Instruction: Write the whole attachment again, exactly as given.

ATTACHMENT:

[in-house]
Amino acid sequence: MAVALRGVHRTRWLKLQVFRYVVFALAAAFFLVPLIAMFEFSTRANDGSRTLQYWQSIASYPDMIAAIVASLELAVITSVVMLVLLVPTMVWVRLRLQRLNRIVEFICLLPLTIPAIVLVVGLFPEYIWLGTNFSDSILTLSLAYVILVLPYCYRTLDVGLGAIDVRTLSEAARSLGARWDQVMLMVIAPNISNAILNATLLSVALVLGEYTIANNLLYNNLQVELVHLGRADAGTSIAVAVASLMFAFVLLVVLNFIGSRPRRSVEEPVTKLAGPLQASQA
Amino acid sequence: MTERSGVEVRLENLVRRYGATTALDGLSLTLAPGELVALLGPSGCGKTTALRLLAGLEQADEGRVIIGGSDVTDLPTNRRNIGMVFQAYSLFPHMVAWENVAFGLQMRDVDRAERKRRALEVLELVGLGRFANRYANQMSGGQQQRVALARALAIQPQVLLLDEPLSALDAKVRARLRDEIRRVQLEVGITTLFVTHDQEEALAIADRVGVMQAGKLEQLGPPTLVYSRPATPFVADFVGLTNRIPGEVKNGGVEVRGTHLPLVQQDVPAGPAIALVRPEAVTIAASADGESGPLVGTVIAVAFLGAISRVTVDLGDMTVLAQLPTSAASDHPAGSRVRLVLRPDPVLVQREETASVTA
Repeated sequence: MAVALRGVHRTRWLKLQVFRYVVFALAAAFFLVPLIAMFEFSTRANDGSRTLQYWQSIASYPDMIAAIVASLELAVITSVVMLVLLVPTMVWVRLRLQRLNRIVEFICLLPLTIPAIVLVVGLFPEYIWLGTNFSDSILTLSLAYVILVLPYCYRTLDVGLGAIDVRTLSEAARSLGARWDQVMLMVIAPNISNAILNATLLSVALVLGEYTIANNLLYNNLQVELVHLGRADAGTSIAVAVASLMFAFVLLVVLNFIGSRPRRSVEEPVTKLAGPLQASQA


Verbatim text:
[in-house]
Amino acid sequence: MAVALRGVHRTRWLKLQVFRYVVFALAAAFFLVPLIAMFEFSTRANDGSRTLQYWQSIASYPDMIAAIVASLELAVITSVVMLVLLVPTMVWVRLRLQRLNRIVEFICLLPLTIPAIVLVVGLFPEYIWLGTNFSDSILTLSLAYVILVLPYCYRTLDVGLGAIDVRTLSEAARSLGARWDQVMLMVIAPNISNAILNATLLSVALVLGEYTIANNLLYNNLQVELVHLGRADAGTSIAVAVASLMFAFVLLVVLNFIGSRPRRSVEEPVTKLAGPLQASQA
Amino acid sequence: MTERSGVEVRLENLVRRYGATTALDGLSLTLAPGELVALLGPSGCGKTTALRLLAGLEQADEGRVIIGGSDVTDLPTNRRNIGMVFQAYSLFPHMVAWENVAFGLQMRDVDRAERKRRALEVLELVGLGRFANRYANQMSGGQQQRVALARALAIQPQVLLLDEPLSALDAKVRARLRDEIRRVQLEVGITTLFVTHDQEEALAIADRVGVMQAGKLEQLGPPTLVYSRPATPFVADFVGLTNRIPGEVKNGGVEVRGTHLPLVQQDVPAGPAIALVRPEAVTIAASADGESGPLVGTVIAVAFLGAISRVTVDLGDMTVLAQLPTSAASDHPAGSRVRLVLRPDPVLVQREETASVTA
Repeated sequence: MAVALRGVHRTRWLKLQVFRYVVFALAAAFFLVPLIAMFEFSTRANDGSRTLQYWQSIASYPDMIAAIVASLELAVITSVVMLVLLVPTMVWVRLRLQRLNRIVEFICLLPLTIPAIVLVVGLFPEYIWLGTNFSDSILTLSLAYVILVLPYCYRTLDVGLGAIDVRTLSEAARSLGARWDQVMLMVIAPNISNAILNATLLSVALVLGEYTIANNLLYNNLQVELVHLGRADAGTSIAVAVASLMFAFVLLVVLNFIGSRPRRSVEEPVTKLAGPLQASQA